"Aneignung bedeutet nicht nur symbolische Umdeutung, sondern auch kulturell angeleitetes Handeln (Spittler 1993), aktives In-die-Hand-Nehmen und tatsächliches Verändern von Artefakten (Beck 2001, 2003, 2004). In Bezug auf Maschinen und Technologie sind die Freiheitsgrade der Aneignung zu einem gewissen Grad eingeschränkt, wenn der Wunsch besteht, dass die Maschine nach der Aneignung immer noch funktionieren soll (Beck 2003). Dieser Umstand führt häu g zu dem Fehlschluss, der von den Ingenieuren eingeschriebene Sinn einer Maschine sei dominant, verhindere eine tiefgreifende Aneignung jenseits des Ober ächlich-Optischen, des Symbolisch-Ästhetischen. Mittlerweile sind uns die Bilder der prunkvollen, mit Verzierungen überladenen Busse und LKWs aus z. B. Indien und Pakistan vertraut geworden. Die auf sie getürmten Götter- und Heiligenbilder, Kalligraphie und exotisch wirkenden Muster zeigen uns, dass diese Maschinen der Ästhetik einer uns zunächst fremden Kultur unterworfen wurden. Man staunt und lächelt, etwa so wie über den längst sprichwörtlich gewordenen, getunten Opel Manta. Das Blenden der bizarren Schönheit verstellt den Blick auf die viel weiter reichenden, für das Verständnis der Beziehungen zwischen Technik und Kultur bedeutsamen Aneignungsprozesse."


"Natürlich hatten die Universitätsverantwortlichen bestimmte Vorstellungen davon, wie und für was die immer noch sehr teuren Maschinen verwendet werden sollten. Der PDP-1 etwa, der im Jahr 1961 immer noch ungefähr 120 000 US-Dollar kostete, war eindeutig als Werkzeug für wissenschaftliche Zwecke gedacht. Doch eine Gruppe von MIT-Studenten reinterpretierte ihn als Spielmaschine und schrieb Spacewar , eines der allerersten Computerspiele (Graetz 1981). Objekte und Begriffe ändern mit dem Gebrauch, den verschiedene Akteure von ihnen machen, auch ihren Sinn. (Lévy 2002, S. 921 922) Niemand konnte voraussehen, dass aus dieser Umdeutung eine bedeutende Industrie entstehen würde,welche heute die wesentliche sozioökonomische Triebfeder für die Weiterentwicklung von Computerhardware darstellt (Montfort 2002). Notwendige Vorbedingung für die Erfindung des Computerspiels war die Deutungsoffenheit des Systems Computer, die nicht durch soziale oder technische Restriktionen eingeschränkt wurde. Die Universitäten gewährten freien Zugang zur Hardware Software war damals ohnehin frei, denn der Computermarkt bezog sich ausschließlich auf Hardware (Grassmuck 2000, S. 5). Erst mit den 1980er Jahren setzte die Kommodi zierung von Software ein, der Quelltext von sogenannter proprietärer Software wurde unzugänglich gehalten und letztere büßte entscheidend an Deutungsoffenheit ein. Doch die Werte der seit 20 Jahren existierenden Hackerkultur brachen sich eine neue Bahn und manifestierten sich in der Gegenbewegung GNU/Linux, woraus das, was wir heute als Open-Source-Bewegung kennen, entstand."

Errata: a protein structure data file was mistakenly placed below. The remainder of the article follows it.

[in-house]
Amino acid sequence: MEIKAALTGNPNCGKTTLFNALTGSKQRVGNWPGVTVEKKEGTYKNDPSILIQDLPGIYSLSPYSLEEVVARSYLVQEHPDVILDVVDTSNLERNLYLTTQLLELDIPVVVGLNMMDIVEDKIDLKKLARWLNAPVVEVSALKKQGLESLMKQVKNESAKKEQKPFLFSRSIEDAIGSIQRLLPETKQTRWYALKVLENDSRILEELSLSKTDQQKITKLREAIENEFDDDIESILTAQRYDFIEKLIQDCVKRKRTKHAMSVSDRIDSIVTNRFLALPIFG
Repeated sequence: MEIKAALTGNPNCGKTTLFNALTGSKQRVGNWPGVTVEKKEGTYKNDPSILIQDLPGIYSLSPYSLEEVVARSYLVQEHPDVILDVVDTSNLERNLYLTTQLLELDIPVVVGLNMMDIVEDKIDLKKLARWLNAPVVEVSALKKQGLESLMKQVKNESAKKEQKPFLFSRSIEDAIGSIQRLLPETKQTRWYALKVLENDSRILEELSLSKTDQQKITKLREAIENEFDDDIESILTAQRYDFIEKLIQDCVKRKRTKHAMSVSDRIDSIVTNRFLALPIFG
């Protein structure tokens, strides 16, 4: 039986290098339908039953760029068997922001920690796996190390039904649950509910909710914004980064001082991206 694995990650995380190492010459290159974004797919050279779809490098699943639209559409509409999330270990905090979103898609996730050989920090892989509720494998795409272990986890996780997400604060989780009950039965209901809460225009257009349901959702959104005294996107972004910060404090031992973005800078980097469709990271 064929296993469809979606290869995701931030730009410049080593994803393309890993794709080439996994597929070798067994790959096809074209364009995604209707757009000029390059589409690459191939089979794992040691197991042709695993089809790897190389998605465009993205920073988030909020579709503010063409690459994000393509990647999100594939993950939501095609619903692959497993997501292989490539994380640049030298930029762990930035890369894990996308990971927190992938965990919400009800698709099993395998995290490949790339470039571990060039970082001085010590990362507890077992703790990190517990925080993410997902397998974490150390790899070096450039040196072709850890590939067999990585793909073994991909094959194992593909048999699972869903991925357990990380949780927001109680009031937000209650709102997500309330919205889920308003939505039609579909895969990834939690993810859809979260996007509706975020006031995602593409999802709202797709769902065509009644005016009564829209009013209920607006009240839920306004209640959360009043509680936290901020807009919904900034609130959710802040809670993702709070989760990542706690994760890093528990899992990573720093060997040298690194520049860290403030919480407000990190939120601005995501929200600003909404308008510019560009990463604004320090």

"Die ebenfalls in der Einleitung vorgenommene Analyse der Implikationen von Begriffen wie Produkt und Konsument ist keine rein semantische, schöngeistige Interpretation, sondern weist auf in bestimmten Milieus existierende Haltungen hin, die in entsprechenden, empirisch wahrnehmbaren Praktiken ihren Ausdruck nden. Die restriktive Handhabung des Urheberrechts, das Versiegeln von Maschinenkomponenten, das Notwendigmachen von Spezialwerkzeugen und das Zurückhalten des Quelltexts verringern die Deutungsoffenheit von Artefakten und drücken damit Kreativität und Innovationen bis zu einem gewissen Grad die Luft ab. Man kann hier aber nicht einfach einer Seite den Schwarzen Peter zuschieben, denn hier stehen sich schlichtweg unterschiedliche kulturelle Vorstellungen gegenüber. Auch Lawrence Lessig weist darauf hin, wenn er schreibt, dass die Industrie nicht böse sei, sondern die Gesellschaft als Ganzes in der Verantwortung stehe (Lessig 2004, S. 260). Genau diese Verantwortung kann aber erst dann wahrgenommen werden, wenn die kulturellen Aspekte und Hintergründe der verschiedenen beteiligten Gruppen verstanden sind. Kultur- und Sozialwissenschaften wie die Soziologie, aber eben auch die Ethnologie besitzen dazu entsprechende Methoden, Konzepte und Modelle, wie die für ein Verstehen des Open-Source-Phänomens fruchtbar angewendete Theorie der Gabenökonomie bereits gezeigt hat."

Stephen Weber: The political Economy of Open Source Software: Stephen Weber Exzerpte (OSP)

"The key concepts -- user-driven innovation that takes place in a parallel distributed setting, distinct forms and mechanisms of cooperative behavior, the economic logic of 'anti-rival' goods -- are generic enough to suggest that software is not the only place where the open source process could flourish."